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  1. Lynsey Wolter (2009). Demonstratives in Philosophy and Linguistics. Philosophy Compass 4 (3):451-468.
    Demonstrative noun phrases (e.g., that guy , this ) are of interest to philosophers of language and semanticists because they are sensitive to demonstrations or speaker intentions. The interpretation of a demonstrative therefore sheds light on the role of the context in natural language semantics. This survey reviews two types of approaches to demonstratives: Kaplan's direct reference treatment of demonstratives and other indexicals, and recent challenges to Kaplan's approach that focus on less obviously context-sensitive uses of demonstratives. The survey then (...)
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    Daphna Heller & Lynsey Wolter (2011). On Identification and Transworld Identity in Natural Language: The Case of -Ever Free Relatives. [REVIEW] Linguistics and Philosophy 34 (2):169-199.
    An -ever free relative is felicitous only when the speaker doesn’t know, or doesn’t care about, the identity of the entity denoted. In this paper we investigate what it means to identify an entity by examining the non-identification condition on -ever free relatives. Following Dayal (In A. Lawson (Ed.), Proceedings of SALT VII, 1997 ), we analyze -ever free relatives as definites with a modal dimension. We show that the variation in the identity of the entity across the possible worlds (...)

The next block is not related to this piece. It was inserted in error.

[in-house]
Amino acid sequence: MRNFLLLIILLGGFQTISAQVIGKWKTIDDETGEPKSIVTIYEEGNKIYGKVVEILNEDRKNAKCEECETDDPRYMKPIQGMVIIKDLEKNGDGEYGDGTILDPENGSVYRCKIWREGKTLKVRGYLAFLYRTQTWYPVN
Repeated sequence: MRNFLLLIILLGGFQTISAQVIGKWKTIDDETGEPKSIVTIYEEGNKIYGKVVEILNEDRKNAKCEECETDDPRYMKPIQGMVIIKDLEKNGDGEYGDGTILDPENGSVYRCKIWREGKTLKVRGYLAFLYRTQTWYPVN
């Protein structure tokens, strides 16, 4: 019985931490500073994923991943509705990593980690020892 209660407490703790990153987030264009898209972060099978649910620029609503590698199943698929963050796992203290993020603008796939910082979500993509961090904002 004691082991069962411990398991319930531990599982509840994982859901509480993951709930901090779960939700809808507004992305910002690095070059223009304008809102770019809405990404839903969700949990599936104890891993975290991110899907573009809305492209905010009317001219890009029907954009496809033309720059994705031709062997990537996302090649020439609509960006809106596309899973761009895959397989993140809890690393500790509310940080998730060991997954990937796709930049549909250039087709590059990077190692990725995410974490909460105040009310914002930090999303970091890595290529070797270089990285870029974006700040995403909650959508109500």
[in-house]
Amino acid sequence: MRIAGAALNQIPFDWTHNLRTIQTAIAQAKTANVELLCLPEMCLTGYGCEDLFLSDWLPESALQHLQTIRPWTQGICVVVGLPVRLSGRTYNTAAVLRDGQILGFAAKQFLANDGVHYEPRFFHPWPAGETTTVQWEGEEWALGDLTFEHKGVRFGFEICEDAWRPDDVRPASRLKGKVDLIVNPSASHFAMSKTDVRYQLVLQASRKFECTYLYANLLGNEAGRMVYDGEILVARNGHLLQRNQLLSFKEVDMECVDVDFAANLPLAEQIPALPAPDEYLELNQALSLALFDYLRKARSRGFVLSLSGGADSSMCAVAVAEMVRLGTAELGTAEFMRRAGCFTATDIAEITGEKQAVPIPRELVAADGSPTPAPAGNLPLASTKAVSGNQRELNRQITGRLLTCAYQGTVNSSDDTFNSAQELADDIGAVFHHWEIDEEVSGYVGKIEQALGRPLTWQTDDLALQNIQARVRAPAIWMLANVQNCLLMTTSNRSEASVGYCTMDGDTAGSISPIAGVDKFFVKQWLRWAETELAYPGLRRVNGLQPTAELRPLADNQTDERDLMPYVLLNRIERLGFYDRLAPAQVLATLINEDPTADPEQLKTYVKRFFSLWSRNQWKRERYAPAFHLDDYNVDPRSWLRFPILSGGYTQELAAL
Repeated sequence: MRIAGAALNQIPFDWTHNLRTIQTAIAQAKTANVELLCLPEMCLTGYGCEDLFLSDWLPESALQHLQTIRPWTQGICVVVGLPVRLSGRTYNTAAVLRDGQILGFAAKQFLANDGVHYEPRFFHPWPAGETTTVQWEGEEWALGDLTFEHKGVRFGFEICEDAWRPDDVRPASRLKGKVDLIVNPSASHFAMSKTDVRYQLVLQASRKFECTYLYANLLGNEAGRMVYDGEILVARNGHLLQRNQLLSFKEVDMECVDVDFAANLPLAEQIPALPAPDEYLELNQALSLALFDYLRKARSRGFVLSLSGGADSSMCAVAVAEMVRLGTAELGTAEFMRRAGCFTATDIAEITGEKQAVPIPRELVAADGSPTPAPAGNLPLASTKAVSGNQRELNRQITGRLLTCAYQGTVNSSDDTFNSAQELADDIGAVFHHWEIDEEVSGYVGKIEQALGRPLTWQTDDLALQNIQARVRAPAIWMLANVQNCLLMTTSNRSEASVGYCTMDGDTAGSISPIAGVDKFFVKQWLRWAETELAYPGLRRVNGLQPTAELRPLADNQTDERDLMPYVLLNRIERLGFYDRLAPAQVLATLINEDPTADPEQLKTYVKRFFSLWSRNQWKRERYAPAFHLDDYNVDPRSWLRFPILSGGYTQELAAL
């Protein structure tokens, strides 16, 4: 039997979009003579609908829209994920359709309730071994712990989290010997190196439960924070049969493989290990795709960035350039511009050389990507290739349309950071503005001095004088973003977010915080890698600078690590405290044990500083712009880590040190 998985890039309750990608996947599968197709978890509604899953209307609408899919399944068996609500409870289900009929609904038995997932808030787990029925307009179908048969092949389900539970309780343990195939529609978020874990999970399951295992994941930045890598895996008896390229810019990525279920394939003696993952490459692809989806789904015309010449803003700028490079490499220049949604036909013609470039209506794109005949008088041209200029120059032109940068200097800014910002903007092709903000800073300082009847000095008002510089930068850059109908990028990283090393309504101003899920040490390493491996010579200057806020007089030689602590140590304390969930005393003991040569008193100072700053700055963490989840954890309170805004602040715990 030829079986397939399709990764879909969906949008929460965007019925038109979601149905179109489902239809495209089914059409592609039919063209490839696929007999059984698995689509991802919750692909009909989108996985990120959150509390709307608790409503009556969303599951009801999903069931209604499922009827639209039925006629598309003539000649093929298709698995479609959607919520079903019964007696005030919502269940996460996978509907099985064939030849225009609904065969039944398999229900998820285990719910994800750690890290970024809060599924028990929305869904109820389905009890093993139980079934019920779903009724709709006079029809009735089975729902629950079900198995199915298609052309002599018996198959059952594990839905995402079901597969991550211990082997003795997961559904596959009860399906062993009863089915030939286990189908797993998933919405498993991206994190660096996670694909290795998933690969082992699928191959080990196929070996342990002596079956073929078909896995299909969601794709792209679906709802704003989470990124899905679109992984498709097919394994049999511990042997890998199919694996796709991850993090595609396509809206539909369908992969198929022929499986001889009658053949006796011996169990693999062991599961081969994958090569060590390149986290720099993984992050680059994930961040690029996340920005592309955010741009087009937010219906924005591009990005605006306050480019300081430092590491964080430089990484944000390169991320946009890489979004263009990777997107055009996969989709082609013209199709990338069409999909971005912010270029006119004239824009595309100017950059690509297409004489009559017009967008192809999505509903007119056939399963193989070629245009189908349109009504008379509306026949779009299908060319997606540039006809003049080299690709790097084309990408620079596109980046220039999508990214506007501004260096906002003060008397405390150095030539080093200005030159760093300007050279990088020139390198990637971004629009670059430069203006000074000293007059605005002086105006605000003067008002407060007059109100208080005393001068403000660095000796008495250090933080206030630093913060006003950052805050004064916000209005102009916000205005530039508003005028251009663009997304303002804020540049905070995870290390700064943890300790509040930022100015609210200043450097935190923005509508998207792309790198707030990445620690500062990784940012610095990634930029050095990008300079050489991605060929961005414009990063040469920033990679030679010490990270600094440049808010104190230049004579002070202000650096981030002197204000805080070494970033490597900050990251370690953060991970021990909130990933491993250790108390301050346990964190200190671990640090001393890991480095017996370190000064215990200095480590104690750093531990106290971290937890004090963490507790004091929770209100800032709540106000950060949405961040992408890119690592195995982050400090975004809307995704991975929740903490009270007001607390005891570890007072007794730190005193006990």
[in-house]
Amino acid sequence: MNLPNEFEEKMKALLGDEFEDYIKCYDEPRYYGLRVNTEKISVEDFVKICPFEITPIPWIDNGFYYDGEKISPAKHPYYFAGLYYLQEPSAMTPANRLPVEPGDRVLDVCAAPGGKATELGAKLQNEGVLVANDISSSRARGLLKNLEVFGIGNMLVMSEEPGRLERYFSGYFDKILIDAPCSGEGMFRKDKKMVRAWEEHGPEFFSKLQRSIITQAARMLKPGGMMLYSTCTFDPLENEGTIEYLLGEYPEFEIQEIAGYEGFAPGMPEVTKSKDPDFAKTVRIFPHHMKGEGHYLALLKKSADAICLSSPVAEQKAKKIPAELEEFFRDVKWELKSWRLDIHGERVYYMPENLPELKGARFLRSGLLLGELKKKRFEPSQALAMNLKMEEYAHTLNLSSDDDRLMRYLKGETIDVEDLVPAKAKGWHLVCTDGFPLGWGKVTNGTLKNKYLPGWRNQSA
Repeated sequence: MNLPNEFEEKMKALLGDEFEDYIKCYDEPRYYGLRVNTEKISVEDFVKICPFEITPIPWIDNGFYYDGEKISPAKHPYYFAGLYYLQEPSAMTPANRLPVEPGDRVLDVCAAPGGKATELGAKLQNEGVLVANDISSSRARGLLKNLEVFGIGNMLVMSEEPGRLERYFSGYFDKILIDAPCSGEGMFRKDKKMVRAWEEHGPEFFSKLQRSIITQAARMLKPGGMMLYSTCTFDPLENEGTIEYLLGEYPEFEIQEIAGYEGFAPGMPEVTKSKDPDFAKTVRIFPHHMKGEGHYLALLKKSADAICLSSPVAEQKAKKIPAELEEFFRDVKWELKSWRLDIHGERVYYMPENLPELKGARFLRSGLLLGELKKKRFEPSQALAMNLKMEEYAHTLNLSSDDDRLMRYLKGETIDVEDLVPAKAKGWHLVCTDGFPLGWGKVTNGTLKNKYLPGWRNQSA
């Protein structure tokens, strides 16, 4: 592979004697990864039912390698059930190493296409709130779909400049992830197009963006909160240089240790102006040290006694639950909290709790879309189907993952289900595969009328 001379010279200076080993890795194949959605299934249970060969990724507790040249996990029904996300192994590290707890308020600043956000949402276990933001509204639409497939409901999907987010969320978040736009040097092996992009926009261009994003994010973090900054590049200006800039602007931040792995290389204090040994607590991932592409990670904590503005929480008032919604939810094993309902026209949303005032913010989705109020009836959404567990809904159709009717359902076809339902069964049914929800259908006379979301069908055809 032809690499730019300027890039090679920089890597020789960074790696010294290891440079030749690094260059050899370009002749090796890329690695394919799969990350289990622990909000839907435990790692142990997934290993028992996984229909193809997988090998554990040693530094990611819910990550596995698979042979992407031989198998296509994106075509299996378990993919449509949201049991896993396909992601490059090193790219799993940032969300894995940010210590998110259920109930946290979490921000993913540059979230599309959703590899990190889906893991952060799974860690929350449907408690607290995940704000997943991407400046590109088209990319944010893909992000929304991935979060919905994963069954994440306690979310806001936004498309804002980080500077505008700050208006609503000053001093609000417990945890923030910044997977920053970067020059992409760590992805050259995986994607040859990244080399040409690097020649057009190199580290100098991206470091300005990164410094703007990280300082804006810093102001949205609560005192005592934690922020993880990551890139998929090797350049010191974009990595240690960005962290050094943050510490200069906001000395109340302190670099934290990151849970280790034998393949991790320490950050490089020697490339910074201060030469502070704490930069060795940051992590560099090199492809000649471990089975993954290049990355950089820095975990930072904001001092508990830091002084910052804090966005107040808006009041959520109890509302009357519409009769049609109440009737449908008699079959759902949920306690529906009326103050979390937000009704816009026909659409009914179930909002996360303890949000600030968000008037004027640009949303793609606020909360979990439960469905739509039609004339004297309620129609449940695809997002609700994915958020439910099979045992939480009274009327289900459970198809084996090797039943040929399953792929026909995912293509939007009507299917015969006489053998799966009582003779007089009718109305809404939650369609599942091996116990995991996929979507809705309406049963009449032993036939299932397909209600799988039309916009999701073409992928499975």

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  3. Lynsey Wolter (2010). Teaching & Learning Guide For: Demonstratives in Philosophy and Linguistics. Philosophy Compass 5 (1):108-111.
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    Daphna Heller & Lynsey Wolter (2013). Beyond Demonstratives: Direct Reference in Perceptually Grounded Descriptions. Journal of Semantics 31 (4):fft012.
    This article discusses two puzzles regarding identity questions: (i) certain definites cannot occur in the post-copular position of identity questions; and (ii) the same definites are the only possible answers to identity questions with post-copular names. We demonstrate that the range of these definites crucially depends on interlocutors' shared assumptions about how entities in the physical surroundings are perceived and categorized. We propose that these definites are directly referential in the sense of Kaplan (1989a,b), and only contribute the referent itself (...)
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